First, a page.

It’s always weird when you approach a famous person and request their signature on a piece of paper. Sure, they’re used to it, they’ve done it a million times, but for us those few seconds are terrifying. I have, somehow, procured some interesting autographs over the years – athletes and musicians and the President, but we’ll get to that later. I have also doodled my own autograph in countless notebooks over the years.*

*When I was in high school, I was a compulsive doodler. I would spend hours signing my name (you know, in case I suddenly became famous), and I would also draw cubes and brackets and shapes and that S thing. I have a theory that doodling is actually a really good habit – I think it contributed to some semblance of concentration during school hours. It’s a meditative practice. I also think back to that Larry David quote: ‘You know what I find very interesting? I can’t draw to save my life, but yet I’m a very good doodler. Don’t you think that’s ironic?’

The first time I remember approaching anyone for their autograph was in February of 2001. We were in Florida on a family vacation, and we went to visit the Red Sox spring training facility in Fort Myers. The 2001 Red Sox were an interesting crew – they had Nomar Garciaparra and Pedro Martinez in their prime, but they also had David Cone and Hideo Nomo and Izzy Alcantara and two hefty relievers named Rod Beck and Rich Garces. The curse was in full force. But even as a Yankee fan, I wanted some autographs because, well, I was 10.

I set myself as close to the action as I could, and when the players were done with their workouts, they came out to sign autographs. The first one I got was Tim Wakefield, then Carl Everett, then Nomar (who only signed about 5 balls, but I was one of the lucky few), and then finally Dante Bichette and manager Jimy Williams.

Everett, you’ll remember, was known as one of the bigger jerks in the game. He had famously headbutted an umpire the year before, which led to a 10-game suspension. He also denied the existence of dinosaurs, which led to one of my favorite nicknames – Jurassic Carl. But, he was one of the few players that signed every single autograph that day. He took his time, talked and laughed with fans, and made sure no one was left hanging. It was one of the odder sights that I have seen.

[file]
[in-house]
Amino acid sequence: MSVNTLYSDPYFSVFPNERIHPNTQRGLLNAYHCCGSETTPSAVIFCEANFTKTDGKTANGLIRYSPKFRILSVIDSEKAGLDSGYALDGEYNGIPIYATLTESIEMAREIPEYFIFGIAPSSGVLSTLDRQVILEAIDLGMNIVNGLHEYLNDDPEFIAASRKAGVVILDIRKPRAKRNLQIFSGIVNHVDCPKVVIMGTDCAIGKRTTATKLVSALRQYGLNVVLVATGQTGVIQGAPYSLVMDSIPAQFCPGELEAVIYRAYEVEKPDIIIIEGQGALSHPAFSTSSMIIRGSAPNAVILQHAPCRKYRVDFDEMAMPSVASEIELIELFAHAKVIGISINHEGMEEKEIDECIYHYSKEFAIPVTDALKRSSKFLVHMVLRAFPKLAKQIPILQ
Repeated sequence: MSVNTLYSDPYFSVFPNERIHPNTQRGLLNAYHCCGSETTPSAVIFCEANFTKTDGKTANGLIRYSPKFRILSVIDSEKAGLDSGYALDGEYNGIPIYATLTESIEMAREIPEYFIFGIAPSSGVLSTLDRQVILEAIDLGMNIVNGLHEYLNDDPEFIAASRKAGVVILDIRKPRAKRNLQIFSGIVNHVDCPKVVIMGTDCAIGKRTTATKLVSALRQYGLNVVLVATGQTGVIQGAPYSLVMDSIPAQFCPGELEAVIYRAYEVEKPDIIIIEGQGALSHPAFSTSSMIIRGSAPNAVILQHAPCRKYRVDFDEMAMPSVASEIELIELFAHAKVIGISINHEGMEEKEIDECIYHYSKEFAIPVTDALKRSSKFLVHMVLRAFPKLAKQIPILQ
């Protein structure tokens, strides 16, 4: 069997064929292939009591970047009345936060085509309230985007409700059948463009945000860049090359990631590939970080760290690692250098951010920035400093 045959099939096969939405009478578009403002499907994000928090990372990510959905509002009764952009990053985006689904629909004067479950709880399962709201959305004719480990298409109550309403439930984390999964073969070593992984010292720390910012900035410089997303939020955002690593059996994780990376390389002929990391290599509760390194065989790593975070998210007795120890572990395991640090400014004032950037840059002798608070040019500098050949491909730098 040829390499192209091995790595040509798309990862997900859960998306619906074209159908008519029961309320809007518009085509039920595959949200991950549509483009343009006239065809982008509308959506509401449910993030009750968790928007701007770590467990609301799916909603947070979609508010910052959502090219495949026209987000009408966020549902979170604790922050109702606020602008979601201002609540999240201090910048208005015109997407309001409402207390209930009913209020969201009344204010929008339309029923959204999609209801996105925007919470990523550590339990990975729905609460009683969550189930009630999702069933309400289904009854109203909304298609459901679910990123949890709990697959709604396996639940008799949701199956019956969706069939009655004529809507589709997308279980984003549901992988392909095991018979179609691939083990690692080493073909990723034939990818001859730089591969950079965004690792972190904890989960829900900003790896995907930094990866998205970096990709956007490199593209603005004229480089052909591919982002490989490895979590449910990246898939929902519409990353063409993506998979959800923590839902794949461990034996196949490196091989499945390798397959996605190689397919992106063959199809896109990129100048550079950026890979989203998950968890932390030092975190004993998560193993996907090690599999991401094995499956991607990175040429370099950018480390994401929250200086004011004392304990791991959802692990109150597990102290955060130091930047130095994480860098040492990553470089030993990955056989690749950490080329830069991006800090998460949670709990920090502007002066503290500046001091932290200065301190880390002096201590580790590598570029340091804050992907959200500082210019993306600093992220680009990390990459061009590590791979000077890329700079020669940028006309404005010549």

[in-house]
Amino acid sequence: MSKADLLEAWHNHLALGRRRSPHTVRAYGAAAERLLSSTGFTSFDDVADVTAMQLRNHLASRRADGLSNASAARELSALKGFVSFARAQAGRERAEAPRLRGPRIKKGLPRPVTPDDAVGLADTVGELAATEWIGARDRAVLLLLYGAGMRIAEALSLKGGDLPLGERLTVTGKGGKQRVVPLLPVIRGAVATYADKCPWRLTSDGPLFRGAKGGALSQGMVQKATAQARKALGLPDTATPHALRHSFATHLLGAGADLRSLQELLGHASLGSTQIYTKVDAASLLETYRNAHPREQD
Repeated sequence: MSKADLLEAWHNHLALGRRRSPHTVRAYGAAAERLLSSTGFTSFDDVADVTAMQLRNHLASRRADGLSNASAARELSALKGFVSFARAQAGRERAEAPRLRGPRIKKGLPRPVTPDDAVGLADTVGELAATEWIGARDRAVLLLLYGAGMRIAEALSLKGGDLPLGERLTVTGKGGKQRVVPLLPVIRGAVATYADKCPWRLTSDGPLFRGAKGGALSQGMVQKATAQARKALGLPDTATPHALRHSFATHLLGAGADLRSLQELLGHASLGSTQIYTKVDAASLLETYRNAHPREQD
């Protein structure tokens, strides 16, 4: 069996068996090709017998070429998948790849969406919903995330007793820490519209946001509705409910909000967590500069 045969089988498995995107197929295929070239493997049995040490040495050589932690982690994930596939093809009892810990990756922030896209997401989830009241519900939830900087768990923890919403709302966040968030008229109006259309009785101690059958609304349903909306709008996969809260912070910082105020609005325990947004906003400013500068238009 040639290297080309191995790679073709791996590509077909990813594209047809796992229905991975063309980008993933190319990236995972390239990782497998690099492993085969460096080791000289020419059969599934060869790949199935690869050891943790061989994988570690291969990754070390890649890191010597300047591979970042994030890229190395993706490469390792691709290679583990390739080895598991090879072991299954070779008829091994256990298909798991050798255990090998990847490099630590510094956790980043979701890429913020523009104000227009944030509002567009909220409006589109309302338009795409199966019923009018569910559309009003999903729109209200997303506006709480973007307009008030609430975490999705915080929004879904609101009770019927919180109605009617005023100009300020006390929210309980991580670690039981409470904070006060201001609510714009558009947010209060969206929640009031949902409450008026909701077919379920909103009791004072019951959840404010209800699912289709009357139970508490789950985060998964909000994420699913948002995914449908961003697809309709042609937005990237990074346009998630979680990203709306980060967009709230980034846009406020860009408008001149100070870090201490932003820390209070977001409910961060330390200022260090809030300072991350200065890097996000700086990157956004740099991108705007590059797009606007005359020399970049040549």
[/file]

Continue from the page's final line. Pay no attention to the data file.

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There have been other autographs through the years. I approached John Flaherty at a Yankee game in 2006 and he signed my scorecard.* I used to be a ballboy and got John McEnroe’s autograph in 2008. A year later I met Wynton Marsalis after a concert, and he signed my program.

*This was back when I kept score at baseball games – his signature was so big that I had no more room to keep score. This did not sit well with me.

My old baseball camp, Summer Trails, used to bring in athletes and ex-athletes to give demos and sign autographs. Clay Bellinger came once – that was really cool (for the year 2000). So did Joe Pepitone and his horrible hairpiece. So did Tommy Holmes, who played for the Boston Braves in the 1940’s.

At one point I went through a phase that we in the baseball card community like to call TTM (through-the-mail) autograph collecting. It was an old-school method – you would send a letter to a player and enclose a baseball card with a return envelope.  I would peruse the online baseball card blogs to see which players were the most receptive, and I actually did ok for myself (except for Yogi Berra, who wanted money).


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Up to this week, my most prized autograph was the one I got from Angel Berroa at an Independent League baseball game last summer. And no, I’m not joking – I wrote a whole blog post about it back in July. It was the only time I had actively traveled somewhere to get an autograph.

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Well, it was going to take a lot to top that one, but I think I did. Granted, I wasn’t there when he signed it, but Alex was able to get me one from the leader of the free world.

photo (5)I mean, yeah, this is about the coolest thing ever. Could you imagine owning a JFK autograph? Or an FDR one? Getting an autograph from the President, while he is still the President, is a great thrill, even though I am sure it took at most 3 seconds.

But, hey, that’s 3 seconds out of a historic Presidency that Barack Obama took to sign my book. He’s the President of the United States, and I’m just this guy – but, for one moment, our paths kinda-sorta crossed. I don’t know, I just think that’s really neat.


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